A recent URLY Report article, "QUESTIONS OF JURISDICTION IN DOMAIN DISPUTES", discussed the global level negotiations currently taking place on that very subject.

Obviously none to soon, it appears, as last week "The Internet and Federal Courts: Issues and Obstacles" hearing was held before Congress. Much of the hearing was devoted to discussing efforts by the Hague Conference on Private International Law to establish an international treaty governing foreign court judgments -- this, the forum discussed in "QUESTIONS OF JURISDICTION ...")

US intellectual property experts and industry leaders complained that the Hague has not taken the emerging e-commerce landscape into account in its negotiations.

A current draft of the proposed Hague treaty "inadequately addresses and in some cases woefully ignores the advent of e-commerce," Information Technology Association of America attorney Marc Pearl told the House Courts and Intellectual Property Subcommittee.

"Negotiations have, in a sense, reached a crisis point," State Department international legal advisor Jeffery Kovar told the subcommittee.

One of the core concerns (highlighted in "QUESTIONS OF JURISDICTION ...") is that many foreign nations either want to enact a rule requiring that disputes be settled solely in the country of a seller's origin or conversely institute language saying that all disputes should be settled in the buyer's country.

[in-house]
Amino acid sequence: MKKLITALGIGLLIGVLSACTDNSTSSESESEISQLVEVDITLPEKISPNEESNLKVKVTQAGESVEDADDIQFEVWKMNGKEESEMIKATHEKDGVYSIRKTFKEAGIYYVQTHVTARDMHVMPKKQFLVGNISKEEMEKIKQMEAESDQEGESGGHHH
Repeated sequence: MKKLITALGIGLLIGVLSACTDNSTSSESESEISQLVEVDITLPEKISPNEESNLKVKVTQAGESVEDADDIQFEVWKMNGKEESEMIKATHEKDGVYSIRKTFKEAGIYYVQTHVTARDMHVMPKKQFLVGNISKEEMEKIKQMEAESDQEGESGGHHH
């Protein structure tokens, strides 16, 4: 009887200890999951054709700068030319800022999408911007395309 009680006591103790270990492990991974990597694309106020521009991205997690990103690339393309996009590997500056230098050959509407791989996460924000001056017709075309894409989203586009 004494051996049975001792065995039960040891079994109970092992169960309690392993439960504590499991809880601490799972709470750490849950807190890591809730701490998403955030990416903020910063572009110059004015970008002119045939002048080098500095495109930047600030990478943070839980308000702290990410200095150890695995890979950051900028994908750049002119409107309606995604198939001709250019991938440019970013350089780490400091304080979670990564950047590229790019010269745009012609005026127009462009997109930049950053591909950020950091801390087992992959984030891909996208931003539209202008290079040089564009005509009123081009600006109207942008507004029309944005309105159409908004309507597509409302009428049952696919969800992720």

Mark Thurmon of the American Intellectual Property Law Association suggested the international domain name dispute resolution procedure developed by ICANN could serve as a good template for a broader dispute resolution apparatus.

(That's reassuring, eh?)

Fortunately there was some balance present, as a few on the panel warned against placing too much power in the hands of non-governmental dispute resolution procedures.

"While efficiency and speed are important aspects of a dispute resolution process, fairness is also important," University of Minnesota law professor Dan Burk said.

Meanwhile, the U.S. Patent and Trademark Office, has announced "Intellectual Property Symposium of the Americas: Protecting Intellectual Property in the Digital Age." The focus is on enforcement. It will take place in September, and of course on the agenda: Resolving Domain Name Problems in Cyberspace.

The deadline to submit a request to attend is July 31st. Requests to attend should be made to Doris Long at There's all sorts of protocol attached to the request, so if you're interested, don't delay.

Final tm-watch note ... The FCC is considering the possibility of overhauling how 800 numbers are administered. The current system is one of the thorns in the trademark lobby's flabby tush - the FCC refuses to recognize trademark jurisdiction in vanity numbers -- refuses to replicate trademark vanity numbers in new toll free codes -- etc. Though beyond many domain name holders' radar, domain names and toll free numbers are intertwined as response mechanisms, as brand mechanisms, etc.

I've no doubt the IP elite will be watching to see how to benefit from this unexpected turn of events. Stay tuned.

Judith Oppenheimer is a noted toll free number and domain name expert; president of, and publisher of Copyright (c) 2000 ICB, Inc. All rights reserved.